February 2, 2006, in Taizhou, China
Wu, deputy editor of Taizhou Wanbao, died from serious injuries sustained when traffic police in the eastern coastal city of Taizhou, Zhejiang province, attacked him in October 2005 for an exposé that embarrassed them, according to international news reports.
Wu, 41, died of liver and kidney failure after months of hospitalization. State-run Xinhua News Agency reported that the assault had damaged his liver, which was already compromised due to a previously existing medical condition.
On October 20, 2005, dozens of uniformed traffic officers arrived at the offices of the Taizhou Wanbao evening newspaper, assaulted Wu, carried him from the building, and forced him into a police van. The attack stemmed from a report in the previous day's newspaper on high fee collections for electric bicycle licenses, according to local news reports. Senior officer Li Xiaoguo was removed from his post for his role in the attack, Xinhua reported in October. Li had called the other police officers to the scene after his demands for an apology for the October 19 report had led to an argument with Wu. "I am not a policeman today," Li said during the attack, according to local news reports.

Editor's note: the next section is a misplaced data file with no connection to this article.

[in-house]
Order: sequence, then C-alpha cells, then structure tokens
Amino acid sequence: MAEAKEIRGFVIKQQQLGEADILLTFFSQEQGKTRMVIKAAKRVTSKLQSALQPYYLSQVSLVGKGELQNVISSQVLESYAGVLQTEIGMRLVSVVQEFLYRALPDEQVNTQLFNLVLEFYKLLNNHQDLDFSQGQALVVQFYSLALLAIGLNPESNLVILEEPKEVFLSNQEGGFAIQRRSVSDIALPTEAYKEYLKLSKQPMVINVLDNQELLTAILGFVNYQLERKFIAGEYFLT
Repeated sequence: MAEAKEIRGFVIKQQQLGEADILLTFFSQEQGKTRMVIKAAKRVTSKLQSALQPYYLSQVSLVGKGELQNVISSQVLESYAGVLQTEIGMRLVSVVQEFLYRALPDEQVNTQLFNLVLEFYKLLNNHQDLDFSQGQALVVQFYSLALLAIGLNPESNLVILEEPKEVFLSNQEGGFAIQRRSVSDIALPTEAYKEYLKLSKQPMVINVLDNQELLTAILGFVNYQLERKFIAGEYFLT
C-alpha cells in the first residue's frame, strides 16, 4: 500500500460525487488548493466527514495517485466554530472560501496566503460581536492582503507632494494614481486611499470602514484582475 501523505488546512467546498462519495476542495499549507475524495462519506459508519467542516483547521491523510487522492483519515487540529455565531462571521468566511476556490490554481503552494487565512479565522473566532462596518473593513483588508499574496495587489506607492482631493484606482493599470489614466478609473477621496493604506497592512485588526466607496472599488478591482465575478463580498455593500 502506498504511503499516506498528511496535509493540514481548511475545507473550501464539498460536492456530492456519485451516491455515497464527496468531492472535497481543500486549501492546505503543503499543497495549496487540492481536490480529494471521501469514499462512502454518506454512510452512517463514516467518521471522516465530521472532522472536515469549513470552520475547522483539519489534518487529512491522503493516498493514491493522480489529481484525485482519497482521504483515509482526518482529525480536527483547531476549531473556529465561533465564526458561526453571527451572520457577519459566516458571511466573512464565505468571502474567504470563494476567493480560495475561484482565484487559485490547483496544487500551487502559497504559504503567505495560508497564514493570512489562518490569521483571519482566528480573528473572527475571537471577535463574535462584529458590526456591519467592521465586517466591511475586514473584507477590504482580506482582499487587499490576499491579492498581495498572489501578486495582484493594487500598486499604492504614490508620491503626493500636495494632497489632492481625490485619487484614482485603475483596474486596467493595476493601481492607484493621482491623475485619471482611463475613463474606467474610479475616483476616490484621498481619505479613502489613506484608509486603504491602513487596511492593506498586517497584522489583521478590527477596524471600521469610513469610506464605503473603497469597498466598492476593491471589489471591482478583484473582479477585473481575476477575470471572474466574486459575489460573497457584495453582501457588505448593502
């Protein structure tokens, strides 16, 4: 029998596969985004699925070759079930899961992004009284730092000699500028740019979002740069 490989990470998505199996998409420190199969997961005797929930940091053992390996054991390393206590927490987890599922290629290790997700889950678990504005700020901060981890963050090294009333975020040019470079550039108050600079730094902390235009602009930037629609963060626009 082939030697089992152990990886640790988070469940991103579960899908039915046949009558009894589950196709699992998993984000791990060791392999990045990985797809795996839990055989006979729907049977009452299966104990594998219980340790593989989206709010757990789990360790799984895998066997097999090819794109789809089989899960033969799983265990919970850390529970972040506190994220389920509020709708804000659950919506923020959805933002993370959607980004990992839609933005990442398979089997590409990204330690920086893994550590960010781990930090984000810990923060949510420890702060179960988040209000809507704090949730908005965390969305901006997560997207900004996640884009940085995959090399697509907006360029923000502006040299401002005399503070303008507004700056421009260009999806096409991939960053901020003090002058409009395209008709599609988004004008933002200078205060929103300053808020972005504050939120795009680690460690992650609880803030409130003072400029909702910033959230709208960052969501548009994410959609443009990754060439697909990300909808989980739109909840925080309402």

Taizhou Wanbao defended the report, saying that it was done in cooperation with local government agencies.
The Hong Kong-based South China Morning Post quoted an unnamed staff member at the Taizhou News Group who said that authorities had prevented local media from reporting on Wu's death, and that his colleagues believed that criminal charges should be filed in the case. Journalists who report on local crime and corruption in China's newly competitive media environment face increasing incidents of violent attack in retribution for their work, according to CPJ research.
|Local or Foreign:
|Type of Death:
|Suspected Source of Fire:
Disclaimer: © Committee to Protect Journalists. All rights reserved. Articles may be reproduced only with permission from CPJ.